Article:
At its highest level, football requires perseverance.
Peyton Manning will start for the Broncos in Super Bowl 50 after being summarily benched for the first time in his Hall of Fame career. Cam Newton will start for the Panthers in Super Bowl 50, roughly 14 months after one undisclosed NFC general manager predicted that he was "two years away from being finished."
Will Palmer's postseason failures continue to haunt him? Or will the 36-year-old quarterback bounce back as the leader of a stacked Arizona roster?
Coach Bruce Arians is confident it's the latter.
"There's no doubt in my mind," Arians said this week, via The Arizona Republic. "He'll come back with more vengeance than before the injury."
Arians expanded on those thoughts at the NFL Scouting Combine in February, when asked what Palmer will take away from the season-ending loss.
"Just the experience. Having failed," Arians explained. "Last year, the knee was the driving force. This year, he's already working like crazy because of the way it ended.
"That's what you want. You want your guys back. When he's back working like that, the rest of them will be back working like that. As a coach, you don't have to say anything. It's just get going again and see if we can reach that pinnacle again and play better."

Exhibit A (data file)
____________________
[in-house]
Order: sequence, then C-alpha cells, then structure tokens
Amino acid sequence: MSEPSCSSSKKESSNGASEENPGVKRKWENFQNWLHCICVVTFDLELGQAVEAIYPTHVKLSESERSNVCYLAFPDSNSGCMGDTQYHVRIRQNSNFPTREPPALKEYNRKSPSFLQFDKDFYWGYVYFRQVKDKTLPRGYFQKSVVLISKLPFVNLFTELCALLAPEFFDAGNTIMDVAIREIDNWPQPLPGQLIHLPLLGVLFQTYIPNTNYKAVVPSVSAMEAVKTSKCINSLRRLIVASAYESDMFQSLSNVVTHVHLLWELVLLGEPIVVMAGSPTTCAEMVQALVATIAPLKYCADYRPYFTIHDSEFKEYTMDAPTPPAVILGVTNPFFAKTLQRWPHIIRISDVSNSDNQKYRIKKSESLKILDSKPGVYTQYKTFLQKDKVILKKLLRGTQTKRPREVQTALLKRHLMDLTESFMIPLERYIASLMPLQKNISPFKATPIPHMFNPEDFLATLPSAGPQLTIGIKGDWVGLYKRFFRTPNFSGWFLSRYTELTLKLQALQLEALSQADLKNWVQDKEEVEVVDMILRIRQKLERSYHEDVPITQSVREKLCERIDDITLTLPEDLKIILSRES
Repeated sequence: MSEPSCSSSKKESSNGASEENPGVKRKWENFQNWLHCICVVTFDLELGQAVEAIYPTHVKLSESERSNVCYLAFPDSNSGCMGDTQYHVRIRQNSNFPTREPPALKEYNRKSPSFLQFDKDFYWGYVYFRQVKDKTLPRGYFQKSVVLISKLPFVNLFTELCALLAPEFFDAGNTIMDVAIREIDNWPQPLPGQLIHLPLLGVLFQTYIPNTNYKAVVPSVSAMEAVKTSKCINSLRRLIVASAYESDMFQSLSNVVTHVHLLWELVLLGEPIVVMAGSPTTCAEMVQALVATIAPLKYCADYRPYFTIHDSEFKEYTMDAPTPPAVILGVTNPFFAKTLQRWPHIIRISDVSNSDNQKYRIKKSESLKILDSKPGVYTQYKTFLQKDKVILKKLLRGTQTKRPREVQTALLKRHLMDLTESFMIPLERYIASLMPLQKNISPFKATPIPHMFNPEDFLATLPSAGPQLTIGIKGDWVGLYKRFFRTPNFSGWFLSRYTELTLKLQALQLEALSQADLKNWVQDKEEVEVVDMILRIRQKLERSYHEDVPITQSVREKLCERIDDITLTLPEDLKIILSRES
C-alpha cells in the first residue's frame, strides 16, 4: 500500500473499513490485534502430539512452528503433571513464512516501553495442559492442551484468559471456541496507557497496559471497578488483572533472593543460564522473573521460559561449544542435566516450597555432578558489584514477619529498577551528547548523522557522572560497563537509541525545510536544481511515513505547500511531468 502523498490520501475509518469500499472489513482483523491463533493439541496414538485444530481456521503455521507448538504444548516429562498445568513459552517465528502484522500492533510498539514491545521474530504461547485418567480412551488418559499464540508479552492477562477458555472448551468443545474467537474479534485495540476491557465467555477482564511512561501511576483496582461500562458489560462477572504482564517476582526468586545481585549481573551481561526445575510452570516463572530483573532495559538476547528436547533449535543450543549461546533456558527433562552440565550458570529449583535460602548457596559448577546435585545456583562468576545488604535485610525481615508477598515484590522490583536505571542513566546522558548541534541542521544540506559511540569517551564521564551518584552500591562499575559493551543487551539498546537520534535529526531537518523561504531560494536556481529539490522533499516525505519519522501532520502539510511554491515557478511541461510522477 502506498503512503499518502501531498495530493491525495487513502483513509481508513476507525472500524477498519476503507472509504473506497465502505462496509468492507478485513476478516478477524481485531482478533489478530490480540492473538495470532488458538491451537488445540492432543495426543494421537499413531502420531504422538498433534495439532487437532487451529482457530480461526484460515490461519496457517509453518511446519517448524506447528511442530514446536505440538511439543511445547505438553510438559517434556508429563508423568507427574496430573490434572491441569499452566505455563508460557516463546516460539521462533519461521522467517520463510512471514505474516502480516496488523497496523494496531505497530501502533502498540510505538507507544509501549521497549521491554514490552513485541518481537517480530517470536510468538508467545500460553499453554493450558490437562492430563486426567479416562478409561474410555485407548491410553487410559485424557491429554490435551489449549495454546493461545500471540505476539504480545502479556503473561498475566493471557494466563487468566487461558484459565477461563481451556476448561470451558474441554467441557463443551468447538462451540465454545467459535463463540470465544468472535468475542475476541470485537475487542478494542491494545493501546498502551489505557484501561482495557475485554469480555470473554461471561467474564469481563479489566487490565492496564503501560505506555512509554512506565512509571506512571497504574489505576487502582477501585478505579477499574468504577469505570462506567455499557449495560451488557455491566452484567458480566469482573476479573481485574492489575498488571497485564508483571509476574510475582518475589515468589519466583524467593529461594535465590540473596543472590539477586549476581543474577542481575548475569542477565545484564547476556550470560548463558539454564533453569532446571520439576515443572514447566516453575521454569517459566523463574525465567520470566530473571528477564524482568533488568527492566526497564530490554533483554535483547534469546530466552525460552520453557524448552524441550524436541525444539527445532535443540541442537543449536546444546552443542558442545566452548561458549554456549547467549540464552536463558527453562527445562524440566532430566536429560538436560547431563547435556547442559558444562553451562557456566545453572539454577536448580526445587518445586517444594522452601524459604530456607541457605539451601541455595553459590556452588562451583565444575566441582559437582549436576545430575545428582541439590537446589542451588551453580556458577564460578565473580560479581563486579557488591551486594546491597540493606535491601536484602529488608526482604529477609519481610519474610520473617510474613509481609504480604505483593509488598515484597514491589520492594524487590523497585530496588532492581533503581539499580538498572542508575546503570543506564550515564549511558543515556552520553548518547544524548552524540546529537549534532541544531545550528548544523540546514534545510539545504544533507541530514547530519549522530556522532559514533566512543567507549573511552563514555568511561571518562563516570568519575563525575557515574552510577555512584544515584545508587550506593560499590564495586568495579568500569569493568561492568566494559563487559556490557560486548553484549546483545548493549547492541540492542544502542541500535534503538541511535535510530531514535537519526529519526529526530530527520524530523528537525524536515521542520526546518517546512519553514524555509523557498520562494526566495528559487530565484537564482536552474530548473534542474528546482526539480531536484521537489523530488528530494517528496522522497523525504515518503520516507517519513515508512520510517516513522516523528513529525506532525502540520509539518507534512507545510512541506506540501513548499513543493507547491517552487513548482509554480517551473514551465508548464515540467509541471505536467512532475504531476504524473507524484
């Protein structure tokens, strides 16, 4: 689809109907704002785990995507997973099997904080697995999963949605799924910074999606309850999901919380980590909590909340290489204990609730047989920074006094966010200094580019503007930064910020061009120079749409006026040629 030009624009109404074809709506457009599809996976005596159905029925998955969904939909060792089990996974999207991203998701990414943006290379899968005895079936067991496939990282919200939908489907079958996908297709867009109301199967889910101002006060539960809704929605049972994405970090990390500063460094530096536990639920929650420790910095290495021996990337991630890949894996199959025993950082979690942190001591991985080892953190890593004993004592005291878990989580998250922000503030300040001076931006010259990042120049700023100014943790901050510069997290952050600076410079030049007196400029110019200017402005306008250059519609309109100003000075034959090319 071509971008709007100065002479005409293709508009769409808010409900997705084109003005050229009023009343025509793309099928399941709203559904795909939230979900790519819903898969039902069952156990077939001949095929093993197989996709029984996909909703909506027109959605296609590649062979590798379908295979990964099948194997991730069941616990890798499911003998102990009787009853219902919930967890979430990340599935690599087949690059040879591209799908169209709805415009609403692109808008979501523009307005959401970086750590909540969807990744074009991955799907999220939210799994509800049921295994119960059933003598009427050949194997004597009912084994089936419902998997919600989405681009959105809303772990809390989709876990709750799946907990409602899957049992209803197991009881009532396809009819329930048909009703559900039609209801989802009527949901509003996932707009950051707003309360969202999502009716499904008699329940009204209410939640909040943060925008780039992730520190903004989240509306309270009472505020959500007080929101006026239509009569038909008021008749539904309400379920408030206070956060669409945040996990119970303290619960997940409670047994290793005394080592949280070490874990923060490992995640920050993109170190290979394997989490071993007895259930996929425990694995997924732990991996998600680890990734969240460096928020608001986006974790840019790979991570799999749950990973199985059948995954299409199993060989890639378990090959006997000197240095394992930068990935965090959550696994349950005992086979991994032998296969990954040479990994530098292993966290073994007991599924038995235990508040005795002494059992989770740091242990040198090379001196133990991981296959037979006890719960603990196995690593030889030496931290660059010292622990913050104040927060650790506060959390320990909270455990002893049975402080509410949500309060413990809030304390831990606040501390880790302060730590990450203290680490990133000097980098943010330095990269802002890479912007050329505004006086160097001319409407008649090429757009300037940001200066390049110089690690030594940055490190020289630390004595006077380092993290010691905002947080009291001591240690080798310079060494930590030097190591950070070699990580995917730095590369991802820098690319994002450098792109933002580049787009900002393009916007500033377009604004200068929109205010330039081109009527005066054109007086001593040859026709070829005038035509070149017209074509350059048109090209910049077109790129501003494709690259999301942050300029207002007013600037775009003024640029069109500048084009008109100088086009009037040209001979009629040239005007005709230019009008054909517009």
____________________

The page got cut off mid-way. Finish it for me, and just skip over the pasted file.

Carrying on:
It's easy to understand why Arians has the utmost faith in his quarterback.
When Palmer first shredded his knee in 2006, doctors deemed the injury a "four" on a "scale of one to three."
When the Cardinals traded a late-round pick for Palmer in April of 2013, he was viewed as a washed-up journeyman coming off a lingering elbow injury that sapped his arm strength.
"No great man in this country or this world has not persevered," former 49ers great Joe Montana once said. "Winston Churchill, John F. Kennedy, Steve Wilson. Who's Steve Wilson? You don't know who Steve Wilson is? That's because he quit."
As Montana's long-time backup discovered, it takes a Super Bowl victory to get that playoff monkey off a star-crossed signal-caller's back.